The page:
Cantor took the position following the tornadoes that devastated Joplin, Missouri and elsewhere in the spring and summer, and after last week’s earthquake, the epicenter for which was in his district, but the hurricane’s level of destruction is far beyond that of those disasters. Still, Cantor told Fox News that while “we’re going to find the money,” “we’re just going to need to make sure that there are savings elsewhere to do so.”
Of course, Cantor's imaginary family appears to have no health insurance, to begin with.
Then there's the VERY big problem of equating governments with families. If we took it seriously, every family would have a small stock of nuclear weapons in a freezer in the basement and border control around their yards. If we took it seriously, no family would ever have taken out a loan, not even to buy a home, because Cantor argues that families just don't do that. And if we took it seriously, all families would be very, very concerned about not forcing the employer of any family member to give him or her raises or even the same old wages (thanks to Gromit for the last observation).
But Cantor makes a slightly subtler mistake than the one about governments having a mummy and a daddy and 2.1 children in a suburb somewhere. That subtlety has to do with how he defines how much the government should take in as tax revenue: That sum is based on Mr. Eric Cantor's Right-Wing Opinion.
He then sets the amount as written in stone and argues that any attempt to raise it is like trying to squeeze blood from that same stone. Or from a pot-holder. Remember that the sum is not etched in stone in reality, and remember that if the government really was like a family, that sum would be the family income. Which the family is supposed to not try to raise. Finally the government-as-family is supposed to balance its books (based on income defined by Eric Cantor) every single calendar year.
And this is regarded as part of political debate! I do love the silliness of it all.
My sincere thanks to res ipsa, Suzie, Skylanda, NYMary and Watertiger for their writing and the care and feeding of this blog. I enjoyed the posts and the fact that I didn't have to write them!
Also, I am back.
The funniest thing that happened to me wasn't anything on my vacation but what I came home to: The person who was paid to just mow the front lawn had decided to be kind and do a bit more.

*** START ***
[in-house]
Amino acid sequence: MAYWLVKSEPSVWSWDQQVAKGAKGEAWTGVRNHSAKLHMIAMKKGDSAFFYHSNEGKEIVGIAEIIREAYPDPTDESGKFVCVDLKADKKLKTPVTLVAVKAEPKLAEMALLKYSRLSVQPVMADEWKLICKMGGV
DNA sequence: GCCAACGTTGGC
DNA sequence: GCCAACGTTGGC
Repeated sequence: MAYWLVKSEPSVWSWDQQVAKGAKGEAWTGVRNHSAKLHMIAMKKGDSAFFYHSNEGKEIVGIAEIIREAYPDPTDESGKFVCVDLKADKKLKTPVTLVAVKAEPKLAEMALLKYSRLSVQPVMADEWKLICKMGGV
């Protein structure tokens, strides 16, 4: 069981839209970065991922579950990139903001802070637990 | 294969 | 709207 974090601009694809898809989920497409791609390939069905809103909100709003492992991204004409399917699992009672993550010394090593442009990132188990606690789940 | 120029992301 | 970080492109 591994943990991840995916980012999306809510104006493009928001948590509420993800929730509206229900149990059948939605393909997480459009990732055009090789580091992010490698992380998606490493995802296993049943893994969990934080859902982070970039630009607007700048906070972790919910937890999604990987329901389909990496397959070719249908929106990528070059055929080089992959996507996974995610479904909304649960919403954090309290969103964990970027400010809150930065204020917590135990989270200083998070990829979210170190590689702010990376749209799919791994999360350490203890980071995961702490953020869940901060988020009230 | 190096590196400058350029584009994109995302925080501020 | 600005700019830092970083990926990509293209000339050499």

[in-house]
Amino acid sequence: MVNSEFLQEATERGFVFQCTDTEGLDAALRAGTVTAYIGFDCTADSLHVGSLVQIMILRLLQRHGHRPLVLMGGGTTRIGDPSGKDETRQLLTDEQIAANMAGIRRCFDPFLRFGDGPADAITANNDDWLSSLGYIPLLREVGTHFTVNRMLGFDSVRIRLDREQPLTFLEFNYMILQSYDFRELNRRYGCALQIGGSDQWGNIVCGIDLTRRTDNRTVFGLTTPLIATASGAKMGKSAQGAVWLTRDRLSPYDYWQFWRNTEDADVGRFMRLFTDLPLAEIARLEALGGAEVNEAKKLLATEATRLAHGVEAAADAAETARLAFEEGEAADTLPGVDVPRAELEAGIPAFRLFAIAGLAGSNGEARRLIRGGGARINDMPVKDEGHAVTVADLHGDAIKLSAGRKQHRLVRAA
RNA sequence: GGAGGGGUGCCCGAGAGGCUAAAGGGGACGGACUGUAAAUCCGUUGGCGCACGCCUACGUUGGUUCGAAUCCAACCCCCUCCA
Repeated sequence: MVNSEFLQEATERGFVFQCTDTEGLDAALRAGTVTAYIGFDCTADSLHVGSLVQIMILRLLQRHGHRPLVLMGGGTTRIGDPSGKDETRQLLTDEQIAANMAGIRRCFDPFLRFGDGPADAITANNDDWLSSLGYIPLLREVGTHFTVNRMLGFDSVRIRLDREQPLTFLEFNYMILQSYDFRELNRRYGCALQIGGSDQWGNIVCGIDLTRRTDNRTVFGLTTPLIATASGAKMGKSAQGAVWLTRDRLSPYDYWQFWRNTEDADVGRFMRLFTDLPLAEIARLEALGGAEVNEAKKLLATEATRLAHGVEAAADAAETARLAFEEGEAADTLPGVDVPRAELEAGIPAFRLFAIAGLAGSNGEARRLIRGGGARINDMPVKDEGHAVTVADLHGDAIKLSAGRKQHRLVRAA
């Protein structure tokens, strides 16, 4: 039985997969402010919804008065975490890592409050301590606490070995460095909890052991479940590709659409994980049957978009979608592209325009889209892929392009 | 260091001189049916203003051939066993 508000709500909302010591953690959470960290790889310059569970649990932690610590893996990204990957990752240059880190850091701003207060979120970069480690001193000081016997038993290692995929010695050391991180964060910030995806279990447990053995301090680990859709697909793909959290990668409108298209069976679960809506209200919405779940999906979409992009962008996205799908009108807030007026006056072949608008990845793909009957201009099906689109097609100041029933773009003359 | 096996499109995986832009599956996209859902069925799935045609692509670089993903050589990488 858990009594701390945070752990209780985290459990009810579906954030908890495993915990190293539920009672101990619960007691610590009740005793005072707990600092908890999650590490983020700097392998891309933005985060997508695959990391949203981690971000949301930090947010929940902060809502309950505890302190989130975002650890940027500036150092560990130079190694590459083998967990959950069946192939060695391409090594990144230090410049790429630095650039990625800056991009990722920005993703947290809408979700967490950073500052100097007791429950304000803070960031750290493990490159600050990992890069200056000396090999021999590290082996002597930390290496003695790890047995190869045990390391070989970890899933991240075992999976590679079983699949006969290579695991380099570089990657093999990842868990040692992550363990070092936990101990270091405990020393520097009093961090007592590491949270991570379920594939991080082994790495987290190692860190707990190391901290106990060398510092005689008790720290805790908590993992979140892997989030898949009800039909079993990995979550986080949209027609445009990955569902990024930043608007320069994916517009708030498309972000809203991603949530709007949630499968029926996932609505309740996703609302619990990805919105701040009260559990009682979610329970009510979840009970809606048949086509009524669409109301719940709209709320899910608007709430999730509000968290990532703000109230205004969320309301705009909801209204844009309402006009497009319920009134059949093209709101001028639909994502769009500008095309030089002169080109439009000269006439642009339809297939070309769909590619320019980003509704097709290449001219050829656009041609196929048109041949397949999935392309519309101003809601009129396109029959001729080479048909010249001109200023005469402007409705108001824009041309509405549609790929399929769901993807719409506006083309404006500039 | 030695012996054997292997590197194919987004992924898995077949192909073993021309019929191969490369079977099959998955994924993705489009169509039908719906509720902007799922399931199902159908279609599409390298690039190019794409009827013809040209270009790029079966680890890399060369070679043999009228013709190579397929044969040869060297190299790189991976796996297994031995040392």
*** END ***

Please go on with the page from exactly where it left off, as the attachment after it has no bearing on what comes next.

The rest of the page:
The flower beds are beautifully edged, all my hollies got horrible crew-cuts (which is bad news if you know hollies), and then the beds were weeded.
Most of my plants have disappeared, although there are a few handsome weeds standing in lonely isolation in the middle of the dark dirt.
It's really funny! I loved it, actually, though I may get sad later when I catalog the deaths.
...for Echidne's return, which is imminent, so I'd like to thank her for letting me make a lame attempt to fill her shoes during her break, and you for all the comments. I have learned a lot this month.
I totally lucked out re Irene. I lent my place to friends who were under mandatory evacuation and spent the storm at The GC's. The weather was a little scary from about 4 AM to 7 AM on Sunday (horizontal heavy rain pelting the windows, trees and tree branches being whipped about in an alarming fashion, a lot of lightning), but other than that, it was mostly a heavy rainstorm punctuated by big gusts of wind. We never lost power, and even though the entire yard was transformed into a foot-deep pond for a time, the basement miraculously stayed dry. We didn't lose any big trees, and my tomato plants might even make it! The damage seems to be limited to just a tangled mess of small limbs and leaves that will need to be cleaned up once everything dries out. Not so lucky were The GC's friends, who had three feet of water in their basement, and lost all manner of stuff they'd stored there. We spent part of yesterday trying to help them sort it all out.
There are a lot of other people up and down the eastern seaboard who fared -- and continue to fare -- far worse. As I said, we lucked out, and for that I am grateful.